There's a good chance you'll end up counting on Social Security to provide you with a decent chunk of retirement income. This holds true even if you manage to save for retirement yourself.
The good news is that your Social Security benefit isn't set in stone. Sure, there's a formula that's used to calculate it. But the moves you make both during your career, as well as in your later years, could dictate what your monthly paycheck looks like. With that in mind, here are a few simple steps you can take to score yourself a higher benefit — for life.
1. Boost your earnings with a second job
Many people take on a second job because they're struggling with bills or want to make it easier to meet a specific goal, like buying a home or taking a big vacation. But did you know that working a side gig could leave you with a larger Social Security benefit down the line?
Social Security benefits are earnings-based, so the more you're able to raise your income, the higher a benefit you might receive. And as long as you report your side income to the IRS (which, to be clear, is a requirement), it should count when calculating your future retirement benefit.
At a certain point, the wages you earn may not count toward calculating your future benefit. But unless you're a really high earner to begin with, that's not something you have to worry about.
This year, wages of up to $147,000 count for determining benefits. If you earn $75,000 at your main job and boost your income by $10,000 with a side gig, you're still well below that threshold.
2. Review your annual earnings statements for errors
Each year, the Social Security Administration (SSA) issues workers an earnings statement. That document will summarize your wages for the year and give you an estimate of your future Social Security benefit.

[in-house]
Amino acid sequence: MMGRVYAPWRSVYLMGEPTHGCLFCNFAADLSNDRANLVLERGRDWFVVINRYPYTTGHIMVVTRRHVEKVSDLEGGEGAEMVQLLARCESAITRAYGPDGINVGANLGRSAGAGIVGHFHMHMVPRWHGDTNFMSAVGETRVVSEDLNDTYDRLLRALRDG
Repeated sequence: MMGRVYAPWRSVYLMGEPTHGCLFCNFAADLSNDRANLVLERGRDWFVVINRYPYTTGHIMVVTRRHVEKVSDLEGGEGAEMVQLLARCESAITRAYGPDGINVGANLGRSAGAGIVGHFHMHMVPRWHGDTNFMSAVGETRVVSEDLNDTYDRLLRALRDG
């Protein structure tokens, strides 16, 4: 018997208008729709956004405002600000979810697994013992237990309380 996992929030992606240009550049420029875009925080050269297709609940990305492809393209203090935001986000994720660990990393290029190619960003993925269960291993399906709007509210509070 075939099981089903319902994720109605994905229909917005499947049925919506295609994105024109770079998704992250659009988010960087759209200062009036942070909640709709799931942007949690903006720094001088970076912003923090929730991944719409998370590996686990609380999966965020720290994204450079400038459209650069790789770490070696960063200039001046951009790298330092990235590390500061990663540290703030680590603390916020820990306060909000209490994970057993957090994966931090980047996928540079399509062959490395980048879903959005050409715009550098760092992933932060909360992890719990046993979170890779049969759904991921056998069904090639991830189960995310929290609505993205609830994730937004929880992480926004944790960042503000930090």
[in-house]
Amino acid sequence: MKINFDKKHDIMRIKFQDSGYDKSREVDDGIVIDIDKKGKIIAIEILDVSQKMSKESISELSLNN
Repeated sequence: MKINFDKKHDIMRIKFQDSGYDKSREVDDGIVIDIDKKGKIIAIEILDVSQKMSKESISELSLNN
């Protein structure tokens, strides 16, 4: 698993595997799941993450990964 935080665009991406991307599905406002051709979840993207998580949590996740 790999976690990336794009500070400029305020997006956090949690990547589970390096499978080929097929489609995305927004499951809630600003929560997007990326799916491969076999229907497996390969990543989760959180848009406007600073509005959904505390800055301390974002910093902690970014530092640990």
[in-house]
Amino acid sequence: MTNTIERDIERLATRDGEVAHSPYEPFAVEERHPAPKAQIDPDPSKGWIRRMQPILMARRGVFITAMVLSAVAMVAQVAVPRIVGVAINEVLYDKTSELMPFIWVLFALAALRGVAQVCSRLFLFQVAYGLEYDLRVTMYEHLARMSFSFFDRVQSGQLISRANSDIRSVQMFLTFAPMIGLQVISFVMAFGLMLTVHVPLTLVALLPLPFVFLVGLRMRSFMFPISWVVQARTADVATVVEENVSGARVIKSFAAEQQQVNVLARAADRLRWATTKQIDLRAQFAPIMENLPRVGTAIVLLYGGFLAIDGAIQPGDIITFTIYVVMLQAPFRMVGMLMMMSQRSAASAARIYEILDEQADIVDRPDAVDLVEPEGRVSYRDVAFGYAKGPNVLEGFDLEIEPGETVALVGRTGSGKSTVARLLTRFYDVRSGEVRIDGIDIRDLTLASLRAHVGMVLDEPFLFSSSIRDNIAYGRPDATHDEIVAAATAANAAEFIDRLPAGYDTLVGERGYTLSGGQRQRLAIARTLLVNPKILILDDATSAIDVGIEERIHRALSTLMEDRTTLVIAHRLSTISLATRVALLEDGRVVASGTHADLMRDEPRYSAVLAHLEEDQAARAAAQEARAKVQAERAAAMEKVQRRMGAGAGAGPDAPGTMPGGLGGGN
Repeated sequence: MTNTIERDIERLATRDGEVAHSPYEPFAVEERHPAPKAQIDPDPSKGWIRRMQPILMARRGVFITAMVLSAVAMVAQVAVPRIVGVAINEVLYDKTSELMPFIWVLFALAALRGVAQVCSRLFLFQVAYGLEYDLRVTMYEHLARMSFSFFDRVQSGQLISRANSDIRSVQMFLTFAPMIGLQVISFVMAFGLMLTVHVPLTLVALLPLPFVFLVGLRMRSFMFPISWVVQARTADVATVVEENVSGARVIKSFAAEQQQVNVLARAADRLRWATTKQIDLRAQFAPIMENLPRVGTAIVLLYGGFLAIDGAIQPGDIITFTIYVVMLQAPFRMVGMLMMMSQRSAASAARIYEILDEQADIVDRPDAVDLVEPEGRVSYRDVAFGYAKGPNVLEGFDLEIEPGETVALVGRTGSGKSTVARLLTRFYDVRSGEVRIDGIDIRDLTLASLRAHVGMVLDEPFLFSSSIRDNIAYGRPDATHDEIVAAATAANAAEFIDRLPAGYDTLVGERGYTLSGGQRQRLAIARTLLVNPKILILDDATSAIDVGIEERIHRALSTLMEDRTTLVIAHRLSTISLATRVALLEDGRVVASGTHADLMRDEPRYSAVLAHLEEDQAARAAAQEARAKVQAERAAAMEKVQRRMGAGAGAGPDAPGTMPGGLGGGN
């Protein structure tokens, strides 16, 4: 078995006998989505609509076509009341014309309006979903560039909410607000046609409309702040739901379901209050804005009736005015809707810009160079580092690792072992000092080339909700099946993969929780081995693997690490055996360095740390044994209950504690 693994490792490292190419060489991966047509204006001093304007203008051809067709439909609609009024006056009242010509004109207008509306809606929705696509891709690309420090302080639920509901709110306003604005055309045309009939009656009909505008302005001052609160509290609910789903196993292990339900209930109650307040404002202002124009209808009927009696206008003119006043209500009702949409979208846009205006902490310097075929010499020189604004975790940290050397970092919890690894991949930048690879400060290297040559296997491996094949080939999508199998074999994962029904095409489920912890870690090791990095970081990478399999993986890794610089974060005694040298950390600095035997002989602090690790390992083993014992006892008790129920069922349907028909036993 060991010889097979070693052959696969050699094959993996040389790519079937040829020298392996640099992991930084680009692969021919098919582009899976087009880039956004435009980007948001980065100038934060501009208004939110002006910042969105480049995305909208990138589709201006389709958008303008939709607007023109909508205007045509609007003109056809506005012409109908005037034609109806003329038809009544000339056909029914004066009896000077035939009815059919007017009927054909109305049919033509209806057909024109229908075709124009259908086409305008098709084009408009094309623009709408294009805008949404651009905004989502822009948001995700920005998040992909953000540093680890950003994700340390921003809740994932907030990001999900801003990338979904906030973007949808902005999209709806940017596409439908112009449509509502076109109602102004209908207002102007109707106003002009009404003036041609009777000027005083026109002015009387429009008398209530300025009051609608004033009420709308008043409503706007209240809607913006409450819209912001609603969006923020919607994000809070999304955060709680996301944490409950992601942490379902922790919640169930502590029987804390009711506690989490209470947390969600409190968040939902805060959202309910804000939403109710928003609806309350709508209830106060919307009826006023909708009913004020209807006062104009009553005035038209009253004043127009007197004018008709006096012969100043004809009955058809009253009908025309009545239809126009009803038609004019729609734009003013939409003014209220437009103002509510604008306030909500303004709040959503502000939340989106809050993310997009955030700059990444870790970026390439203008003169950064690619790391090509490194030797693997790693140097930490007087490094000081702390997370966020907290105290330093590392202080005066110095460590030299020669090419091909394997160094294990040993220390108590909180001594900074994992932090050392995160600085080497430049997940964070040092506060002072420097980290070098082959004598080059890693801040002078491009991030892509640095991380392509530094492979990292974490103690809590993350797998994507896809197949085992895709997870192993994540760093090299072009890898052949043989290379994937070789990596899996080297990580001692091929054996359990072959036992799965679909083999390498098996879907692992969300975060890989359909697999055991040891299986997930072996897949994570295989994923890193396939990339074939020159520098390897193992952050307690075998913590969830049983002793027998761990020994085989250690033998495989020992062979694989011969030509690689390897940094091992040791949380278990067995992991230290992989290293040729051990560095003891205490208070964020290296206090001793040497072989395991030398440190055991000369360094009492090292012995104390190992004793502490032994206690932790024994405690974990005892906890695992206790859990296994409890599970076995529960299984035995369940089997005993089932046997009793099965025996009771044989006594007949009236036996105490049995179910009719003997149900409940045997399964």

It's important to review your earnings statements for errors, because if your wages are underreported, it could result in a lower monthly benefit down the line. Say, for example, there's a year when you earned $90,000, only for some reason, the SSA only has $60,000 of income on file for you. That's a mistake you'll want to fix.
If you're 60 or older, you can expect to get your earnings statements in the mail. Otherwise, just create an account on the SSA's website and pull up your statements there.
3. Delay your claim until age 70
You're entitled to your full monthly Social Security benefit at full retirement age, which, depending on your year of birth, is either 66, 67, or somewhere in between. But for each year you hold off on claiming benefits up until age 70, you'll accrue delayed retirement credits.
Those credits are worth 8% a year, so if you have a full retirement age of 67 but you claim Social Security at 70 instead, you'll snag a 24% boost to your benefits. Best of all, the higher benefit you secure will be yours to collect for the rest of your life.
Ideally, you'll enter retirement with a decent amount of savings in an IRA or 401(k) plan. But even so, it's still important to squeeze as much income as you can out of Social Security. All of these steps could be your ticket to a higher benefit — and since they're all really easy moves to make, you might as well give them a try.
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